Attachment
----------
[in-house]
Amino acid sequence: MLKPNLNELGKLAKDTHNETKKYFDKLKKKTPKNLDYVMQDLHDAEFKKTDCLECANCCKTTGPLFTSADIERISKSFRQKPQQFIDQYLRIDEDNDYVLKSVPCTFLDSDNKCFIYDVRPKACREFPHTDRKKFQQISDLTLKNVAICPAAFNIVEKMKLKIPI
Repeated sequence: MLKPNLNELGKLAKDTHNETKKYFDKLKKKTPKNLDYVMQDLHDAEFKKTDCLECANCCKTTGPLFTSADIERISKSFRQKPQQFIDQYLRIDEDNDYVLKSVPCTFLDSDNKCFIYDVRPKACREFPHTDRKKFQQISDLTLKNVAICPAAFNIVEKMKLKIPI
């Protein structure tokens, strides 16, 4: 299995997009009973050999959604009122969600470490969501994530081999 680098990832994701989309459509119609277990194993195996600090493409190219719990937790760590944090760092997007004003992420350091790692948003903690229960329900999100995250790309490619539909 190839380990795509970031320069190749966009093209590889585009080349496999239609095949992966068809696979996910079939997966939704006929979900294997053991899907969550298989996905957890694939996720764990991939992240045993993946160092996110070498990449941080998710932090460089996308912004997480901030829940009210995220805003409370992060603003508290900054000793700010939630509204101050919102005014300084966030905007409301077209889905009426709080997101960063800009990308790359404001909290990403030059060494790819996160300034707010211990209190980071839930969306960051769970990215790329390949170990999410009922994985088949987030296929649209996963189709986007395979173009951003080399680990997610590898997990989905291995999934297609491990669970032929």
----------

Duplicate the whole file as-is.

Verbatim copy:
[in-house]
Amino acid sequence: MLKPNLNELGKLAKDTHNETKKYFDKLKKKTPKNLDYVMQDLHDAEFKKTDCLECANCCKTTGPLFTSADIERISKSFRQKPQQFIDQYLRIDEDNDYVLKSVPCTFLDSDNKCFIYDVRPKACREFPHTDRKKFQQISDLTLKNVAICPAAFNIVEKMKLKIPI
Repeated sequence: MLKPNLNELGKLAKDTHNETKKYFDKLKKKTPKNLDYVMQDLHDAEFKKTDCLECANCCKTTGPLFTSADIERISKSFRQKPQQFIDQYLRIDEDNDYVLKSVPCTFLDSDNKCFIYDVRPKACREFPHTDRKKFQQISDLTLKNVAICPAAFNIVEKMKLKIPI
């Protein structure tokens, strides 16, 4: 299995997009009973050999959604009122969600470490969501994530081999 680098990832994701989309459509119609277990194993195996600090493409190219719990937790760590944090760092997007004003992420350091790692948003903690229960329900999100995250790309490619539909 190839380990795509970031320069190749966009093209590889585009080349496999239609095949992966068809696979996910079939997966939704006929979900294997053991899907969550298989996905957890694939996720764990991939992240045993993946160092996110070498990449941080998710932090460089996308912004997480901030829940009210995220805003409370992060603003508290900054000793700010939630509204101050919102005014300084966030905007409301077209889905009426709080997101960063800009990308790359404001909290990403030059060494790819996160300034707010211990209190980071839930969306960051769970990215790329390949170990999410009922994985088949987030296929649209996963189709986007395979173009951003080399680990997610590898997990989905291995999934297609491990669970032929």